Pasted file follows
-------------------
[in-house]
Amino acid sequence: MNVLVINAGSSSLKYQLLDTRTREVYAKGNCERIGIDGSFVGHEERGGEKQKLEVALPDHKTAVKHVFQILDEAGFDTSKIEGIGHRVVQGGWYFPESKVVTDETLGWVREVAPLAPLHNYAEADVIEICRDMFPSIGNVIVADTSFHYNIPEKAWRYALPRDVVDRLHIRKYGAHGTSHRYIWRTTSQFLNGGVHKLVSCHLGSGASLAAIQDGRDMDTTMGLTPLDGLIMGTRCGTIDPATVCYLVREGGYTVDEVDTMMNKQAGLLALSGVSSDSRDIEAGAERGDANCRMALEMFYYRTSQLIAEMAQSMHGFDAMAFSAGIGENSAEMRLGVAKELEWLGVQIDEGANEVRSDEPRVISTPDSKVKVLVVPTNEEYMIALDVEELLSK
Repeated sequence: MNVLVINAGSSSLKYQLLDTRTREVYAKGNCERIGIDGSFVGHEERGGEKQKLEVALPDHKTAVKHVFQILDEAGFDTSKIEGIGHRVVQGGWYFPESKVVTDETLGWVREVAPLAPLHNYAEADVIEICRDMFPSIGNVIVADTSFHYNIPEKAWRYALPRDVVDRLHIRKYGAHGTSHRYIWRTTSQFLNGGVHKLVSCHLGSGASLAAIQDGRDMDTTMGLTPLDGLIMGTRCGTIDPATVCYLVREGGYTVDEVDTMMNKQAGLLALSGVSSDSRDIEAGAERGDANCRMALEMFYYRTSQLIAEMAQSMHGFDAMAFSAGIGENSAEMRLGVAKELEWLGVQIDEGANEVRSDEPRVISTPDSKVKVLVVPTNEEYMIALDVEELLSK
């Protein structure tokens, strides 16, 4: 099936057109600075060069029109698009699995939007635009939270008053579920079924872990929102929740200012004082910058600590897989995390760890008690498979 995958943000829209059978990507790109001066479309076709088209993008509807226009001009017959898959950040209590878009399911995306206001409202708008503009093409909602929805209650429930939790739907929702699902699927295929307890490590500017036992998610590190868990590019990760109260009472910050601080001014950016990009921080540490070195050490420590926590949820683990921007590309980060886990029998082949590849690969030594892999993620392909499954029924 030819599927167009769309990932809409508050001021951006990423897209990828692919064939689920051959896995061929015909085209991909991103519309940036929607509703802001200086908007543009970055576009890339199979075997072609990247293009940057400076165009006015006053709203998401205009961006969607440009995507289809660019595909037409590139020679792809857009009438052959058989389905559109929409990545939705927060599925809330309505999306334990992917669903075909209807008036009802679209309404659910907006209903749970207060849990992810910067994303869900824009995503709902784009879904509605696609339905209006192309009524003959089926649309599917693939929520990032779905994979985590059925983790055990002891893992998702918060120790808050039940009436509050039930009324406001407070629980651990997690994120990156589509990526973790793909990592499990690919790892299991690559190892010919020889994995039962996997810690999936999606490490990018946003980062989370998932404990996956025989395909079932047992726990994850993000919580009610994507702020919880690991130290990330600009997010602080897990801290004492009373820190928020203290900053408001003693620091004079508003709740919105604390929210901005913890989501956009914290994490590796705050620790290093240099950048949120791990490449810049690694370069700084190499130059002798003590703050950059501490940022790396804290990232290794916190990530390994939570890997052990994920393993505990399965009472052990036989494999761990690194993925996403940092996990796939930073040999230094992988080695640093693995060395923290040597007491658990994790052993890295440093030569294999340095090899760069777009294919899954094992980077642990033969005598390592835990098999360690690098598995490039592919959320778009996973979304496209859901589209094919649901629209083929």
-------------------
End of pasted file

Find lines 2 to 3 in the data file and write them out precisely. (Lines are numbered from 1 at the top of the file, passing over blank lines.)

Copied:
Amino acid sequence: MNVLVINAGSSSLKYQLLDTRTREVYAKGNCERIGIDGSFVGHEERGGEKQKLEVALPDHKTAVKHVFQILDEAGFDTSKIEGIGHRVVQGGWYFPESKVVTDETLGWVREVAPLAPLHNYAEADVIEICRDMFPSIGNVIVADTSFHYNIPEKAWRYALPRDVVDRLHIRKYGAHGTSHRYIWRTTSQFLNGGVHKLVSCHLGSGASLAAIQDGRDMDTTMGLTPLDGLIMGTRCGTIDPATVCYLVREGGYTVDEVDTMMNKQAGLLALSGVSSDSRDIEAGAERGDANCRMALEMFYYRTSQLIAEMAQSMHGFDAMAFSAGIGENSAEMRLGVAKELEWLGVQIDEGANEVRSDEPRVISTPDSKVKVLVVPTNEEYMIALDVEELLSK
Repeated sequence: MNVLVINAGSSSLKYQLLDTRTREVYAKGNCERIGIDGSFVGHEERGGEKQKLEVALPDHKTAVKHVFQILDEAGFDTSKIEGIGHRVVQGGWYFPESKVVTDETLGWVREVAPLAPLHNYAEADVIEICRDMFPSIGNVIVADTSFHYNIPEKAWRYALPRDVVDRLHIRKYGAHGTSHRYIWRTTSQFLNGGVHKLVSCHLGSGASLAAIQDGRDMDTTMGLTPLDGLIMGTRCGTIDPATVCYLVREGGYTVDEVDTMMNKQAGLLALSGVSSDSRDIEAGAERGDANCRMALEMFYYRTSQLIAEMAQSMHGFDAMAFSAGIGENSAEMRLGVAKELEWLGVQIDEGANEVRSDEPRVISTPDSKVKVLVVPTNEEYMIALDVEELLSK